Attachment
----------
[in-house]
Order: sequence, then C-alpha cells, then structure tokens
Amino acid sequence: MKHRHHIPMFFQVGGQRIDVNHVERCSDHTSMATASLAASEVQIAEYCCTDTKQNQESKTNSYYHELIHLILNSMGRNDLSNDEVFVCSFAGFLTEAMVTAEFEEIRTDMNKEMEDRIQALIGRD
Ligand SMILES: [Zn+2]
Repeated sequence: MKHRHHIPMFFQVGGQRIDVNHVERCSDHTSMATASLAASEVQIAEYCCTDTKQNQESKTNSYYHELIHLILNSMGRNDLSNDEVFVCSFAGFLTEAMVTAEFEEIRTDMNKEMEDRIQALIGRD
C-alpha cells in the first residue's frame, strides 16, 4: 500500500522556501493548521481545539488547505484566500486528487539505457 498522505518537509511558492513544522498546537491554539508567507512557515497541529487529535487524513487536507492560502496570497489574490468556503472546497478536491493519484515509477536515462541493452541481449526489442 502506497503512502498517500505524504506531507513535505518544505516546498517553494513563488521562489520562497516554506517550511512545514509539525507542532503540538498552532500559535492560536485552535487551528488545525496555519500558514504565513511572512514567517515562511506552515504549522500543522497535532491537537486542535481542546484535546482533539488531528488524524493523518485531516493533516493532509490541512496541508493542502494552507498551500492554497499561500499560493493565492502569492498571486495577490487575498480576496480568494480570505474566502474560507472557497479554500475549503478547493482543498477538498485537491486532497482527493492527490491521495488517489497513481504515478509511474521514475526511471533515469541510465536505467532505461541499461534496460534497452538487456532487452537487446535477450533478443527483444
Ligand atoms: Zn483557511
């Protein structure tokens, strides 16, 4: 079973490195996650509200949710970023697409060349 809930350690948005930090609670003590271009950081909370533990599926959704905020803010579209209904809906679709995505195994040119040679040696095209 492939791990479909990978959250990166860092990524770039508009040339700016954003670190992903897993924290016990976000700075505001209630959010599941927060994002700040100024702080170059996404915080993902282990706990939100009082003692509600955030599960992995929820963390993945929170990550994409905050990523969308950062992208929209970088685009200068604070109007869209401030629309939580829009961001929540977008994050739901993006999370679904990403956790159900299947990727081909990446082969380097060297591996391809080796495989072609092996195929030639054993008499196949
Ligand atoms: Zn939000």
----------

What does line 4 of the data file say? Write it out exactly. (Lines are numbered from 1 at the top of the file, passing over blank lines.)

Ligand SMILES: [Zn+2]